IAAF not protective of drug cheats, says Coe
LONDON (Reuters) - The IAAF ruling body of athletics is proactive in tackling doping and not protective of drug cheats, according to president Sebastian Coe.
The sport has been rocked by allegations of corruption and bribery, with fans and sponsors deserting track and field, but the Briton said the International Association of Athletics Federations was at the forefront of catching drug cheats.
"I think the IAAF has been far, far more proactive than it has been protective. If you don't go fishing you don't catch fish and there are many sports that have taken that attitude. The IAAF hasn't actually," Coe said in a BBC interview to be broadcast on Saturday.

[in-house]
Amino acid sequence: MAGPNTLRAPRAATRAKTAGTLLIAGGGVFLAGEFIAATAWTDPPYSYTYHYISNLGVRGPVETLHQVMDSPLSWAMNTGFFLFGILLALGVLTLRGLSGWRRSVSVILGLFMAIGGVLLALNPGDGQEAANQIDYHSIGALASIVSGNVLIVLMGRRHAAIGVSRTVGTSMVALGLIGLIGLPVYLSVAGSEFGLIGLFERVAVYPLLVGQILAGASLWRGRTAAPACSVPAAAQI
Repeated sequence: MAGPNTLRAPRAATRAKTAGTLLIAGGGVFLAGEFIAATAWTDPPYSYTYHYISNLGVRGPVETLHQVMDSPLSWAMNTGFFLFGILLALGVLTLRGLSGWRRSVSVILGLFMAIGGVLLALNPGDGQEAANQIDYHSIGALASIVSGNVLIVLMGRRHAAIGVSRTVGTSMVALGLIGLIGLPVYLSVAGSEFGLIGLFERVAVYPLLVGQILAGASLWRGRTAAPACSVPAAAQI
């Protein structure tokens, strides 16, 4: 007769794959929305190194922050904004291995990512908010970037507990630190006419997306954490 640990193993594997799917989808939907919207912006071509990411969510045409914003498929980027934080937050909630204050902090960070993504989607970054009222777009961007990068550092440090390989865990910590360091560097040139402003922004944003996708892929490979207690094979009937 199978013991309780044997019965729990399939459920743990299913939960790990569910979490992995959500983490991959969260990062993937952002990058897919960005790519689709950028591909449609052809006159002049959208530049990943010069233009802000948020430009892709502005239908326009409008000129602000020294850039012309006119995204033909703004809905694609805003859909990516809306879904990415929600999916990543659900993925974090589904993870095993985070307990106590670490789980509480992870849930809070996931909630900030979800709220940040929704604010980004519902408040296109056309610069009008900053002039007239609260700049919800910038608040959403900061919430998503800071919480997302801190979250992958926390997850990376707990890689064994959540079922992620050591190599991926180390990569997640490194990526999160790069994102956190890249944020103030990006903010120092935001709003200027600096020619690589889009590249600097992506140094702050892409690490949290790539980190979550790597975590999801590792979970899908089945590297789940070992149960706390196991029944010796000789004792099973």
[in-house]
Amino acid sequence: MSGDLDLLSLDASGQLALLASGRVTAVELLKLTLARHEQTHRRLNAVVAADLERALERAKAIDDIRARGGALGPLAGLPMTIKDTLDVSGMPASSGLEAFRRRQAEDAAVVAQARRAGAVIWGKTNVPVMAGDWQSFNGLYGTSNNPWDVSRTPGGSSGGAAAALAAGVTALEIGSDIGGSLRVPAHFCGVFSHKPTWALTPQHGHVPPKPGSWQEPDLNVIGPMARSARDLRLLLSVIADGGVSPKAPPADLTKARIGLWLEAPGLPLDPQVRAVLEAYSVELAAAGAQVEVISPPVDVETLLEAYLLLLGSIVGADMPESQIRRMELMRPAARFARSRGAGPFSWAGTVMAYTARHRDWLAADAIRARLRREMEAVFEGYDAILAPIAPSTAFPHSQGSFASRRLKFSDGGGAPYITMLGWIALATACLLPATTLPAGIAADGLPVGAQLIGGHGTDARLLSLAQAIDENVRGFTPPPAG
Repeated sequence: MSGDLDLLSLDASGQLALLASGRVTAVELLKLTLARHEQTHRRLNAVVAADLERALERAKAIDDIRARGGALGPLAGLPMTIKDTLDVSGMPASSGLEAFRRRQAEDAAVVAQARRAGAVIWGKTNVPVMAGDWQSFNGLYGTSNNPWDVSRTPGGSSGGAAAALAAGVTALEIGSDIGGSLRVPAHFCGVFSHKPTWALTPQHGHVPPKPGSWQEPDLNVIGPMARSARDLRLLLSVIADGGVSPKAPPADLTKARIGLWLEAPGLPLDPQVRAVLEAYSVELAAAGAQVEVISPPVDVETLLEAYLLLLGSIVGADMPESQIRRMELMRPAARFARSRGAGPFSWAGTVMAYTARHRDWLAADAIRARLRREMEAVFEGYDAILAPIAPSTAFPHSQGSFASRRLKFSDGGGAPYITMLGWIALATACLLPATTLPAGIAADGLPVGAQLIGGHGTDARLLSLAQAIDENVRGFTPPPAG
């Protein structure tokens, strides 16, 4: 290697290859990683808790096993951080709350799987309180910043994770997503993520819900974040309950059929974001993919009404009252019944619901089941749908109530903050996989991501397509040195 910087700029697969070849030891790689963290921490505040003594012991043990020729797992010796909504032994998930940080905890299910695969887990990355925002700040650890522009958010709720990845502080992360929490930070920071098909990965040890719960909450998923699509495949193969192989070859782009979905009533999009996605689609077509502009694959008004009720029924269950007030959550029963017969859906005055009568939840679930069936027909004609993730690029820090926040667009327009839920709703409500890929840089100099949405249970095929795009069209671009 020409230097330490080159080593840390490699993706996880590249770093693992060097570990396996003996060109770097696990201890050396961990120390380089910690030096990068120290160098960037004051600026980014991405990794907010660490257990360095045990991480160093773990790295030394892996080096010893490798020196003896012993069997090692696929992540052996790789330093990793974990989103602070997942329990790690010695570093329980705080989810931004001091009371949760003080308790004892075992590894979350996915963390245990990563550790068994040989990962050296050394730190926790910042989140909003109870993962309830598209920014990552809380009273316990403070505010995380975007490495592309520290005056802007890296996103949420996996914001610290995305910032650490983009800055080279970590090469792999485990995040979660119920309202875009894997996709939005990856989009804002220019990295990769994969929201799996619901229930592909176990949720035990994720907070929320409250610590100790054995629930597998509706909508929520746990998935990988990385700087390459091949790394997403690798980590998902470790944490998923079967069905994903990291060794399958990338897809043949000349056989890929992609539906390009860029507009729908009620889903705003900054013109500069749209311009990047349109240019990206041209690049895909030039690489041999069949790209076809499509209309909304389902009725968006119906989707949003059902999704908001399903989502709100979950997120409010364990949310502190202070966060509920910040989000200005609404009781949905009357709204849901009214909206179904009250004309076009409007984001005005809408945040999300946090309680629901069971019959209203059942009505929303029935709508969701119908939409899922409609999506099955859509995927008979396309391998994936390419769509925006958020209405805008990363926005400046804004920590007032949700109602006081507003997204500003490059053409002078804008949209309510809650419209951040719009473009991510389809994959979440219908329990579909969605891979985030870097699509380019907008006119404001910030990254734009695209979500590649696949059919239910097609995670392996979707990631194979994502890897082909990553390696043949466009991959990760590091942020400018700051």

Athletics, the showpiece of the Olympic Games, was stunned last year when Russia was suspended from the sport after a World Anti-Doping Agency (WADA) investigation showed a state-sponsored doping program.
An independent WADA commission also said "corruption was embedded" at the IAAF under former president Lamine Diack who ran a clique that covered up organized doping and blackmailed athletes while senior officials looked the other way.
Senegal's Diack is under formal investigation in France on suspicion of corruption and money-laundering linked to concealing positive drug tests.
"A few people infiltrated a system and caused us irreparable damage. There's no point in even pretending otherwise," Coe said in an excerpt of the interview released on the BBC's website.
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